สมครสลอตเวบตรง pgslot19 Dave arranged the trunk and other articles to the best advantage for the concealment of the lieutenant, and then left the stateroom. Christy, 134 as soon as he had become acquainted with the situation, had arranged his plan of action, and the new officers of the Bronx were likely to encounter a mutiny, either to inaugurate or end their sway. In less than half an hour, the steward returned to the stateroom with the information that he had spoken to the second lieutenant, and informed him that the real commander of the Bronx was concealed under the berth in the captain's stateroom. "Make the course north-west, Mr. Flint," said 350 Christy, following the sailing directions with a proper allowance for the tide. "No more sounding; send the man below. We shall have from three to seven fathoms of water till we have passed the fort."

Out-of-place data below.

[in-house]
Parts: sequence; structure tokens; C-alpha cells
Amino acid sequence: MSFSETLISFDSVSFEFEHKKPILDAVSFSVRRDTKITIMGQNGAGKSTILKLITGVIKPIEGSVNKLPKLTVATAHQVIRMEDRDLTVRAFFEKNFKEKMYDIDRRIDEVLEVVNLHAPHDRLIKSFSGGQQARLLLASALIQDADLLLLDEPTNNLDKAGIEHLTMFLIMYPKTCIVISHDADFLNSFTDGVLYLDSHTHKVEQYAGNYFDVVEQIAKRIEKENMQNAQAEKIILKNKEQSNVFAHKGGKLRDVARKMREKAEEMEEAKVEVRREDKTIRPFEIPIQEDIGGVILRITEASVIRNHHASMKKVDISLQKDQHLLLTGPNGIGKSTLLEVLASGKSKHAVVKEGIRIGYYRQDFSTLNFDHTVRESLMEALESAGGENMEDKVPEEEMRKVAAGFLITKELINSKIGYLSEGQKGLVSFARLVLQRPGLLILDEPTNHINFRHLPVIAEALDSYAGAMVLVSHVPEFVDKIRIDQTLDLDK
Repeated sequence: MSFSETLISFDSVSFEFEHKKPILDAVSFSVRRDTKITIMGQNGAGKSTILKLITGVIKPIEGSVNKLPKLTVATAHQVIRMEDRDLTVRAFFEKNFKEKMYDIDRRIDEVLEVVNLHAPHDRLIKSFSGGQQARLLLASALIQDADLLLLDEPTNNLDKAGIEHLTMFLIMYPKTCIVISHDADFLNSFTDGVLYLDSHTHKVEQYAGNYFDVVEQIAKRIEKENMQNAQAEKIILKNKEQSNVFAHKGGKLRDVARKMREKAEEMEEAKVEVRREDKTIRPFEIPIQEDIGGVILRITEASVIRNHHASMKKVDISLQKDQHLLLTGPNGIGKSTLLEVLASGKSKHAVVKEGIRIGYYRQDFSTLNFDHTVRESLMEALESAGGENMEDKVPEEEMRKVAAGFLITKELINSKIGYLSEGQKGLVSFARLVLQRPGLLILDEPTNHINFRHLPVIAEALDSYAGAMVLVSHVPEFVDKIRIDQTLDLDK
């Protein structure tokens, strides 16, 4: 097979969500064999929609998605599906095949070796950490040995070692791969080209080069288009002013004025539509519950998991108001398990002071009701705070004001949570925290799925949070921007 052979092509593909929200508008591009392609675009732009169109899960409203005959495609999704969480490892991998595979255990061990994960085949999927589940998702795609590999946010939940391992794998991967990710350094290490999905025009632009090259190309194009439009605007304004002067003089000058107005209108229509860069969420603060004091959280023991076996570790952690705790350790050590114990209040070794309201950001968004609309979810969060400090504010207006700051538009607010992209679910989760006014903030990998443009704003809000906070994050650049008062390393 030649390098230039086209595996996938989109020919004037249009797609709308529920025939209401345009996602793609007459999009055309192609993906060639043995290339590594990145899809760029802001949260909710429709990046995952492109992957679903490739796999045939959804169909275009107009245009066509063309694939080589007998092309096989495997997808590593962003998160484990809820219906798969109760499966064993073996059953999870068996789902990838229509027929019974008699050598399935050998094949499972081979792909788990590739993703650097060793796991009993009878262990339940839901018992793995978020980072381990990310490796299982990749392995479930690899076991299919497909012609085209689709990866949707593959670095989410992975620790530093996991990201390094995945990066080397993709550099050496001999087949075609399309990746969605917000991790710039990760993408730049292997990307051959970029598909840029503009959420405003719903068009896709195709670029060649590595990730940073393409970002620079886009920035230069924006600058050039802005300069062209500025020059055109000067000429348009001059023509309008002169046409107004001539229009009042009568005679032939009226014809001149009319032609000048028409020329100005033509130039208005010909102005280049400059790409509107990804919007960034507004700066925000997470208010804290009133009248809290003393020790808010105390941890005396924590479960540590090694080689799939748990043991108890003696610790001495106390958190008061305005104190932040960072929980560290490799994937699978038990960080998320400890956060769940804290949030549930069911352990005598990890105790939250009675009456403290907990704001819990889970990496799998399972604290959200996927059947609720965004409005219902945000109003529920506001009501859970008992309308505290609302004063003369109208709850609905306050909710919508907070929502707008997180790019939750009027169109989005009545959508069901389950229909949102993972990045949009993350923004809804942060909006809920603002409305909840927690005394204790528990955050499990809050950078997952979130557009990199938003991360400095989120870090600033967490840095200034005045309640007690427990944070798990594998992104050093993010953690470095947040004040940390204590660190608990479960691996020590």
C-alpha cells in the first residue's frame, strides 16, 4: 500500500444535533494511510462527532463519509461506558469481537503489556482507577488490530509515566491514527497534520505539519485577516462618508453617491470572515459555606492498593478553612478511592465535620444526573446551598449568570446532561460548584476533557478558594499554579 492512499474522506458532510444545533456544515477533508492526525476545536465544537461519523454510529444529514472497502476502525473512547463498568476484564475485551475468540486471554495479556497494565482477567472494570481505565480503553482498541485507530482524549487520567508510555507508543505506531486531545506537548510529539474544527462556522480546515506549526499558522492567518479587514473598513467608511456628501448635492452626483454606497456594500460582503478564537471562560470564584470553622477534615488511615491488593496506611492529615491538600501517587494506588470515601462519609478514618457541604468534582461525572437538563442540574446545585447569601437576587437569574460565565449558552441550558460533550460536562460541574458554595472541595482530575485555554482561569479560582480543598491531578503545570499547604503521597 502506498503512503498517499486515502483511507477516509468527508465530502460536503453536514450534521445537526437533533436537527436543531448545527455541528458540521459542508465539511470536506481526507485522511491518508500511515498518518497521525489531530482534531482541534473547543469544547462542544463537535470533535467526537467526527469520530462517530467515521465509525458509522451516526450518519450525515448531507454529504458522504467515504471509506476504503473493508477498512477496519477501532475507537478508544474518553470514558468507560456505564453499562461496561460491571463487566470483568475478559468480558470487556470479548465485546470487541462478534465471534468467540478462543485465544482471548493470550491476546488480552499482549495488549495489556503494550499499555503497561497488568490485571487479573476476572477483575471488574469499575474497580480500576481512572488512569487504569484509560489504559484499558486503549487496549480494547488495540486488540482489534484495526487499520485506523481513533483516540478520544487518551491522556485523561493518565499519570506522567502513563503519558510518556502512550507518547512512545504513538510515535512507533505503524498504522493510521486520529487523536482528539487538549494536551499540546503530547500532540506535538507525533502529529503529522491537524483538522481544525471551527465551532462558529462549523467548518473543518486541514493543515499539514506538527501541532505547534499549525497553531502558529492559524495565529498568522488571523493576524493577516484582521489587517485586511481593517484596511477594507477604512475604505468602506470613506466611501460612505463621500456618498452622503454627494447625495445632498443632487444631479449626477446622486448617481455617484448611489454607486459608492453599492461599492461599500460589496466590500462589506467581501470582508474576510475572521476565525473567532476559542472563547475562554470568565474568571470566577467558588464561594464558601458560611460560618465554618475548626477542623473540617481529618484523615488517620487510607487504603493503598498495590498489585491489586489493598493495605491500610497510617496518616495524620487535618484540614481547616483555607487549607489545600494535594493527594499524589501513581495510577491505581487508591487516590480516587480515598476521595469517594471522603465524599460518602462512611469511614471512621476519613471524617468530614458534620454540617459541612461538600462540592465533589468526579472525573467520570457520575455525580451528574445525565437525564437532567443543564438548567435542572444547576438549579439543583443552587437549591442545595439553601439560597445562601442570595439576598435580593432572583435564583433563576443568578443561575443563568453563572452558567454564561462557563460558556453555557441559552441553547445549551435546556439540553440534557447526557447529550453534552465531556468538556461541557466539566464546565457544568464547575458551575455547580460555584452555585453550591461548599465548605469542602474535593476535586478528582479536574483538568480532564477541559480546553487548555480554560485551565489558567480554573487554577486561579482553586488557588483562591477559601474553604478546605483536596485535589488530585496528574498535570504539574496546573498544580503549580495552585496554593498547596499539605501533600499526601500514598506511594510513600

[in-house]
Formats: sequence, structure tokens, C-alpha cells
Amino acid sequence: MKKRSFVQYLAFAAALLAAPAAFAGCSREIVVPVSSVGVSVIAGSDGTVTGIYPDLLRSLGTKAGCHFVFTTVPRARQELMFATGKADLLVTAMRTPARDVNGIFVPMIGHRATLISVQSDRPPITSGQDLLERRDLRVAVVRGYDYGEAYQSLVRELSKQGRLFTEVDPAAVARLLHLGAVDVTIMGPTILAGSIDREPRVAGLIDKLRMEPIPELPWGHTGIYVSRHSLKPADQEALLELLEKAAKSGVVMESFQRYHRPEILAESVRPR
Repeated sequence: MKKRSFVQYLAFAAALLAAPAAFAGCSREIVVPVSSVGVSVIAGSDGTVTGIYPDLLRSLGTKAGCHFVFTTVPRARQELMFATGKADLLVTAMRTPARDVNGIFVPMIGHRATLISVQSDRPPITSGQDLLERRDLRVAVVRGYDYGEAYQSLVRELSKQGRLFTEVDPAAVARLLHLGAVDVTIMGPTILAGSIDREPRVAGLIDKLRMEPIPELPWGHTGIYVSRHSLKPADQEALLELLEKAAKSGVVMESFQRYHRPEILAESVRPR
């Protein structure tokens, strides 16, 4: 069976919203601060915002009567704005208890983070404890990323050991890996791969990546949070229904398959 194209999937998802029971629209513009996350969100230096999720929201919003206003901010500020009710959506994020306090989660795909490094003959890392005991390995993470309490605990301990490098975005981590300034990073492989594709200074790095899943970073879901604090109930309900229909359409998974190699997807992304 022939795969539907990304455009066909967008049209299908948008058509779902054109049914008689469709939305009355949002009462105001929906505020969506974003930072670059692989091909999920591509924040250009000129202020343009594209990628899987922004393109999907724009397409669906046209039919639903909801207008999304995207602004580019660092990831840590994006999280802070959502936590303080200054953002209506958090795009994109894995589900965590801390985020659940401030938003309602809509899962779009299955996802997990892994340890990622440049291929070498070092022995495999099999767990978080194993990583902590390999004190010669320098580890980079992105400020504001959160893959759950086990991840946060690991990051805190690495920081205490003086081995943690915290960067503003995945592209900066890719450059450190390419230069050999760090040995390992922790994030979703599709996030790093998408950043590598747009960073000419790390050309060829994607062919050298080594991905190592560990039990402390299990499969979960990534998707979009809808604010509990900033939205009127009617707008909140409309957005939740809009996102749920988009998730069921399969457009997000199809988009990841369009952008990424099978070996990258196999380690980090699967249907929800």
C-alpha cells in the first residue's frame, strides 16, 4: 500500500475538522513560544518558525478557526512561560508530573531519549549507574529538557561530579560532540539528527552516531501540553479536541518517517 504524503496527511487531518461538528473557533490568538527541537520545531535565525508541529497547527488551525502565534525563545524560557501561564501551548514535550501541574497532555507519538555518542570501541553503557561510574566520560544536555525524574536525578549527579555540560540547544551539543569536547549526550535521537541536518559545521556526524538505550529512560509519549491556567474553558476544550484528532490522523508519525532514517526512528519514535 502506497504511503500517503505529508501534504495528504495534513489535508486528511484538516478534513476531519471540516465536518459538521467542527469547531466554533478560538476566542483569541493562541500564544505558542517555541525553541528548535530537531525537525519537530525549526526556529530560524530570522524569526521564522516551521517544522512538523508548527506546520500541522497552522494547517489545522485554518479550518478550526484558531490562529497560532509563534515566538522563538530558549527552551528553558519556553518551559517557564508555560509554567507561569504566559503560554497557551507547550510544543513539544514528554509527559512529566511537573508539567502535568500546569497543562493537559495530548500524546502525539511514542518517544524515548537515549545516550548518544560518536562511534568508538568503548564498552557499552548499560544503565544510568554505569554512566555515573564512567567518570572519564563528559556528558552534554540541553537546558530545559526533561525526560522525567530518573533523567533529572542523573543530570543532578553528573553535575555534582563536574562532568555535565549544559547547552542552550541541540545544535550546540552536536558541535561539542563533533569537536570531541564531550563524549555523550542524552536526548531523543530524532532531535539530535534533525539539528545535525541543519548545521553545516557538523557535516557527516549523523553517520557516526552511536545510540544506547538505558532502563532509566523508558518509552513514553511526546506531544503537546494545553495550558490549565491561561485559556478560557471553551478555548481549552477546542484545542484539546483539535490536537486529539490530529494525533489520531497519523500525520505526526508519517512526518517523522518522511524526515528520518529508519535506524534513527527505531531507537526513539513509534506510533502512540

rich77x rich77x 342 As soon as he reached the cabin, Christy brought from his stateroom twenty dollars in gold, which he presented to the old negro, who accepted the gift with many thanks. "What is that, captain?" "I should thank you, Captain Battleton, for the compliment, if I were not under suspicion of being some other person. May I ask when it will be convenient for you to settle the question, for it is not pleasant for me to feel that I am looked upon as even a possible impostor?" Mr. Flint sprang upon the quarter-deck and threw himself upon Mr. Galvinne, closely followed by Christy. At the same time, and as soon as the gangway was clear, the two men who had been stationed in the ward room leaped upon the deck, and threw themselves upon the third lieutenant. At the same moment, the six men who had been lurking in the waist, and who had attracted the attention of the executive officer, hastened to the scene of the conflict. Rockton, who had been made a quartermaster, and the helmsman, Warton, went to the assistance of the first and third lieutenants. 156 "What does he say in regard to me?" asked Christy. This was done under the direction of Mr. Camden. A fresh breeze had sprung up from the north-west, and the Bronx came up to the cable still headed in the direction of her former course. The carpenter reported that the shot had passed out at the side between decks, and that he had plugged the hole. The third lieutenant was busy rigging new wheel ropes, which he said would be 353 ready in half an hour. Mr. Flint, at the order of the captain, had manned the broadside guns, and loaded them with shrapnel, for the most perilous part of the enterprise was yet to come. "I acknowledge that I was altogether too brusque with you, Mr. Passford, and I beg your pardon for my rudeness," said Mr. Galvinne. Thus prepared for any emergency, though none might come for years, he went on deck, and made 292 his way to the bridge, where he could get the best view of the approaching sail. He obtained his first sight of the vessel as soon as he reached the bridge, and saw that the sail was a steamer, much larger than the Bronx. She carried no sail, for the wind was from the west; but the commander soon realized that she was moving at great speed. "You certainly could not have been aware that your official envelope contained only blank paper. I cannot believe that one more simple-minded than I believe you to be would have had the effrontery to present such matter as evidence that he was an officer of the United States Navy," continued Captain Battleton, with a look of greater severity than he had before assumed, possibly because he realized that the real Lieutenant Passford was higher in rank than he was himself. line tv ชอง 36 "I told you that I had been the mate of a steamer," answered the seaman. "Not just then, captain," chuckled Mike, who seemed to be amused and delighted to feel that he was telling the secrets of his late companions. "My first service was in the Bellevite, and my last in the Bronx, of which I was acting commander on her voyage from New York to the Gulf," answered Christy, to whom the question was addressed. "It was a hazardous plan," suggested Colonel Passford, "and I should suppose that Corny was hardly competent to play such a rôle. I hope the scheme was successful, for, as you know very well, all my prayers and all my aspirations are for the triumph of the Confederate cause." "Your father's name?" Mr. Flint reported that she had been captured without any resistance on the part of the crew. There was no incident worth relating in connection with the capture, though she was full of cotton, and brought over seventy thousand dollars when the vessel and cargo were sold. The two cutters were brought alongside, and hoisted up to the davits. "How many men are there at the fort?" This time it was discovered that the vigorous commander of the garrison had dug out some rifle-pits on the top of his works, and his men were 358 doing effective work with their muskets. Three men had been wounded on the deck of the Bronx, the third lieutenant being one of them. Christy shouted to Mr. Flint, ordering him to send the men below, and cease the use of the broadside guns, for the garrison were on the barbette, sheltered by their earth-works, where the guns could not reach them, so high was their position. "You may retire now, if you please, Mr. Passford," added the commander. "I have not the slightest prejudice against you and while we stand by the union, shoulder to shoulder, we shall be friends," replied Christy, warmly pressing the hand of the captain of the Vernon. เครดตฟร 129 "Advance, friends, and give the countersign!" The late acting-commander did not leave the deck, as he would have been likely to do if he had been relieved and ordered to report on board of the flag-ship, though he might have been superseded as executive officer,—a position which he was clearly entitled to hold. A little later, the draft of seamen were ordered to file on board of the Bronx. Then the observer saw Mr. Galvinne, with a rather pompous gesture point to the men who were coming on board, and say something he 123 could not hear to Mr. Flint. He had evidently directed him to receive the seamen as they came on deck. This indicated that the late second lieutenant of the Vernon had been appointed executive officer of the Bronx. "Then the report of the light on the starboard bow places it directly to the eastward of us," added Christy. "That is about where the entrance to St. Andrew's Bay ought to be, if my calculations were correct. We have been running to the eastward since we left the blockaders' station off Pensacola Bay. My ruler on the chart gave me that course, and Mr. Galvinne followed it while he was in charge. We could not have got more than half a mile off the course in coming about twice. The shoaling of the water also indicates that we are all right." The naval officer read the orders aloud for the benefit of his associate. The flag-officer had obtained information that a steamer was loading with cotton at St. Andrew's Bay, and Captain Passford was instructed to visit that locality and capture the vessel, and any others that might be found there. "I did not see them there, Captain Passford; but it was your uncle's business to look after them, as he was doing in St. Andrew's Bay." The young officer declared he had nothing there to steal. As he spoke, he took from his coat pocket on the bedpost an envelope containing his commission and other papers. It was safe; so were his purse and watch. "I spoke to you, Walsh," said the lieutenant, in the tone he had learned to use when he intended to enforce respect and obedience. "What good will that do?" demanded Christy. "My cousin has made out his case before the captain of the Vernon." "'Pose I don't answer 'em?" suggested the negro. The captain asked Corny a hundred questions in regard to the estate, making memoranda of his answers. Once he suggested to the surgeon that he had better examine the pulse of his patient, for he did not wish to overtask him in the investigation. The subject of the inquiry declared that his headache had almost disappeared, and he needed no indulgence on account of his health.